Montana LINCS Update
Greetings from Montana LINCS
Problems with the links in the email?
Go to the Email Archives in the upper left-hand corner on the home page at http://www.nwlincs.org/mtlincs/index.htm
1. HiSET Blast
Directors’ Meeting: ETS PowerPoint with Questions and Answers
The ETS team presented at the Montana ABLE Directors’ Meeting on April 7.
Click here http://www.nwlincs.org/mtlincs/opi/HiSET/MT_04072014_Final.pdf to access the ETS PowerPoint with questions and answers to participants’ discussion items.
The HiSET math standards setting was completed the second week of April, and Montana was very fortunate to have Melinda Lynnes (Miles City) and Sarah Ghicadus (Bozeman) serve on this multi-state team. This was an intense two-day process that brought high school, adult, and correctional education teachers together to recommend a passing score for the test. This study was conducted by the Educational Testing Service (ETS).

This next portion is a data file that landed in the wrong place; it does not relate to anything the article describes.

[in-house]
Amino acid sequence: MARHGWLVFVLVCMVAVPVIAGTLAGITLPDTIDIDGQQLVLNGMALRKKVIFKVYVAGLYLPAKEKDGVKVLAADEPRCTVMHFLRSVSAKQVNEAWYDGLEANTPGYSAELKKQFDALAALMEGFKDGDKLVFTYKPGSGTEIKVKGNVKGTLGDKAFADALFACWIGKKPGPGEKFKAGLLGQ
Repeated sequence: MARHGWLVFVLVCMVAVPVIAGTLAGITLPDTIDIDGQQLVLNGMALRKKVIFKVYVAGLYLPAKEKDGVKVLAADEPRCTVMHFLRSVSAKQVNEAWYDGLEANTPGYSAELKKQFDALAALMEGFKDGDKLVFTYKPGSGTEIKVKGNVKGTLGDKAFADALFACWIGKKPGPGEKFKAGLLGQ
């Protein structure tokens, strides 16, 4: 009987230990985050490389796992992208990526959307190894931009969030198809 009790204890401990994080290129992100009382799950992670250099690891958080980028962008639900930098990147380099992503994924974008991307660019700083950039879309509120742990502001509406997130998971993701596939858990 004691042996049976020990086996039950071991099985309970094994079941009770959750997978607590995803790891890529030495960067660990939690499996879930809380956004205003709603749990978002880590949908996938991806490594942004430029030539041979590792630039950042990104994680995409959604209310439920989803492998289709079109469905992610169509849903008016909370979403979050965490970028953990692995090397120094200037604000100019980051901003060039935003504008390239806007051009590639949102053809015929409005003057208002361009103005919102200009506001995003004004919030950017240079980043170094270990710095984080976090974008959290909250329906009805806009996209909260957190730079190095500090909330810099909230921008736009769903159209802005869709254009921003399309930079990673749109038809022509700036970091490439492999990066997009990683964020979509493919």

Click here http://www.nwlincs.org/mtlincs/opi/HiSET/HiSET_Math_Standard_Setting_Meeting_SummaryML.pdf for a brief summary of this process that Melinda and Sarah have written. Please share this summary with your staff, students, and community members. It confirms the validity of HiSET and the ETS commitment to an exemplary high school equivalency test.
On behalf of the entire adult education community, I thank Sarah and Melinda for sharing their time and expertise. I am grateful for the Montana representation.
Click here http://www.nwlincs.org/mtlincs/opi/pp/MontanaHiSETGuidance4-15-14.pdf to access Montana HiSET Guidance.